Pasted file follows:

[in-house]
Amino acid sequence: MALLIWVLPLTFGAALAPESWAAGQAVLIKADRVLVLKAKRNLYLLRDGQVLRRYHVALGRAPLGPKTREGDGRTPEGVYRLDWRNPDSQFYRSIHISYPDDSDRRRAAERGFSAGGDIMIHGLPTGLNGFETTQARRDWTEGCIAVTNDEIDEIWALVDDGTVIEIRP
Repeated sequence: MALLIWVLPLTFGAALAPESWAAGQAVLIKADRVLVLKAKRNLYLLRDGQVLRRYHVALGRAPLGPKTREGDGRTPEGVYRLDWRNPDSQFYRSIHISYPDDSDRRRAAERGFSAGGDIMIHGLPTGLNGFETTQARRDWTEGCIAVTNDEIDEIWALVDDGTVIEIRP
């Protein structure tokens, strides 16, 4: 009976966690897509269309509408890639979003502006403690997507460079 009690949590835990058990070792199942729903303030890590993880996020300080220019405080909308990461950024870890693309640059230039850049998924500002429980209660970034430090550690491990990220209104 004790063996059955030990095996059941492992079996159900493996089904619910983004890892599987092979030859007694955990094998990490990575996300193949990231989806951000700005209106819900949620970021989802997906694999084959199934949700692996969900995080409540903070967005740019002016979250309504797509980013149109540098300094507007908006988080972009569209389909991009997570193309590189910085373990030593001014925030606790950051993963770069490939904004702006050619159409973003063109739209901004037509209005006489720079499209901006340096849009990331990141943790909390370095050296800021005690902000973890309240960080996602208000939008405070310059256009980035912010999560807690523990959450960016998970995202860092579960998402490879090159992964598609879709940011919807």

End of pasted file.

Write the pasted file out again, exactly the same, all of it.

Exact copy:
[in-house]
Amino acid sequence: MALLIWVLPLTFGAALAPESWAAGQAVLIKADRVLVLKAKRNLYLLRDGQVLRRYHVALGRAPLGPKTREGDGRTPEGVYRLDWRNPDSQFYRSIHISYPDDSDRRRAAERGFSAGGDIMIHGLPTGLNGFETTQARRDWTEGCIAVTNDEIDEIWALVDDGTVIEIRP
Repeated sequence: MALLIWVLPLTFGAALAPESWAAGQAVLIKADRVLVLKAKRNLYLLRDGQVLRRYHVALGRAPLGPKTREGDGRTPEGVYRLDWRNPDSQFYRSIHISYPDDSDRRRAAERGFSAGGDIMIHGLPTGLNGFETTQARRDWTEGCIAVTNDEIDEIWALVDDGTVIEIRP
């Protein structure tokens, strides 16, 4: 009976966690897509269309509408890639979003502006403690997507460079 009690949590835990058990070792199942729903303030890590993880996020300080220019405080909308990461950024870890693309640059230039850049998924500002429980209660970034430090550690491990990220209104 004790063996059955030990095996059941492992079996159900493996089904619910983004890892599987092979030859007694955990094998990490990575996300193949990231989806951000700005209106819900949620970021989802997906694999084959199934949700692996969900995080409540903070967005740019002016979250309504797509980013149109540098300094507007908006988080972009569209389909991009997570193309590189910085373990030593001014925030606790950051993963770069490939904004702006050619159409973003063109739209901004037509209005006489720079499209901006340096849009990331990141943790909390370095050296800021005690902000973890309240960080996602208000939008405070310059256009980035912010999560807690523990959450960016998970995202860092579960998402490879090159992964598609879709940011919807």